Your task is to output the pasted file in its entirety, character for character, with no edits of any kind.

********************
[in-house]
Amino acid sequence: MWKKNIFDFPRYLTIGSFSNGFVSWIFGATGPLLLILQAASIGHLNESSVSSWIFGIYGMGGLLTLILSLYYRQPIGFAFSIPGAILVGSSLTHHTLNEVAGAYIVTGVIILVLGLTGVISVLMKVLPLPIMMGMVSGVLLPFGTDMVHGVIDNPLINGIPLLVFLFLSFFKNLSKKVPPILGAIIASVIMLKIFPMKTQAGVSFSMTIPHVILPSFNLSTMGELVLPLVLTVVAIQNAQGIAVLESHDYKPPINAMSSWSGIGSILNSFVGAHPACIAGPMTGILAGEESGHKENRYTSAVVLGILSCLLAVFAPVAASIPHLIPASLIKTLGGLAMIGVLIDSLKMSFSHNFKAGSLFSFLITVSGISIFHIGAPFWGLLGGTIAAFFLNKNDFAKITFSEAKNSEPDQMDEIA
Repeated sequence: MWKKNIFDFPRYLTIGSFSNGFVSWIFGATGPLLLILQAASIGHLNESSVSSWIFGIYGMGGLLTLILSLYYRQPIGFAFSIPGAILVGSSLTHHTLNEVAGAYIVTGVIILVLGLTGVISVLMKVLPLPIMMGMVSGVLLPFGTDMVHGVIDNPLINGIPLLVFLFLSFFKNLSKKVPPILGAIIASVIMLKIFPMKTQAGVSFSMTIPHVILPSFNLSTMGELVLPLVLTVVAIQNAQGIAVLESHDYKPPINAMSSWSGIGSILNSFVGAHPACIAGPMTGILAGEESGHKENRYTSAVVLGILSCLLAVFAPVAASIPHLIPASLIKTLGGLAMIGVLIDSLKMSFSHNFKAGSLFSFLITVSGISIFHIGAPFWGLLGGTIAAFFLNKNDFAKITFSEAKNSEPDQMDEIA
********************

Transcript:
[in-house]
Amino acid sequence: MWKKNIFDFPRYLTIGSFSNGFVSWIFGATGPLLLILQAASIGHLNESSVSSWIFGIYGMGGLLTLILSLYYRQPIGFAFSIPGAILVGSSLTHHTLNEVAGAYIVTGVIILVLGLTGVISVLMKVLPLPIMMGMVSGVLLPFGTDMVHGVIDNPLINGIPLLVFLFLSFFKNLSKKVPPILGAIIASVIMLKIFPMKTQAGVSFSMTIPHVILPSFNLSTMGELVLPLVLTVVAIQNAQGIAVLESHDYKPPINAMSSWSGIGSILNSFVGAHPACIAGPMTGILAGEESGHKENRYTSAVVLGILSCLLAVFAPVAASIPHLIPASLIKTLGGLAMIGVLIDSLKMSFSHNFKAGSLFSFLITVSGISIFHIGAPFWGLLGGTIAAFFLNKNDFAKITFSEAKNSEPDQMDEIA
Repeated sequence: MWKKNIFDFPRYLTIGSFSNGFVSWIFGATGPLLLILQAASIGHLNESSVSSWIFGIYGMGGLLTLILSLYYRQPIGFAFSIPGAILVGSSLTHHTLNEVAGAYIVTGVIILVLGLTGVISVLMKVLPLPIMMGMVSGVLLPFGTDMVHGVIDNPLINGIPLLVFLFLSFFKNLSKKVPPILGAIIASVIMLKIFPMKTQAGVSFSMTIPHVILPSFNLSTMGELVLPLVLTVVAIQNAQGIAVLESHDYKPPINAMSSWSGIGSILNSFVGAHPACIAGPMTGILAGEESGHKENRYTSAVVLGILSCLLAVFAPVAASIPHLIPASLIKTLGGLAMIGVLIDSLKMSFSHNFKAGSLFSFLITVSGISIFHIGAPFWGLLGGTIAAFFLNKNDFAKITFSEAKNSEPDQMDEIA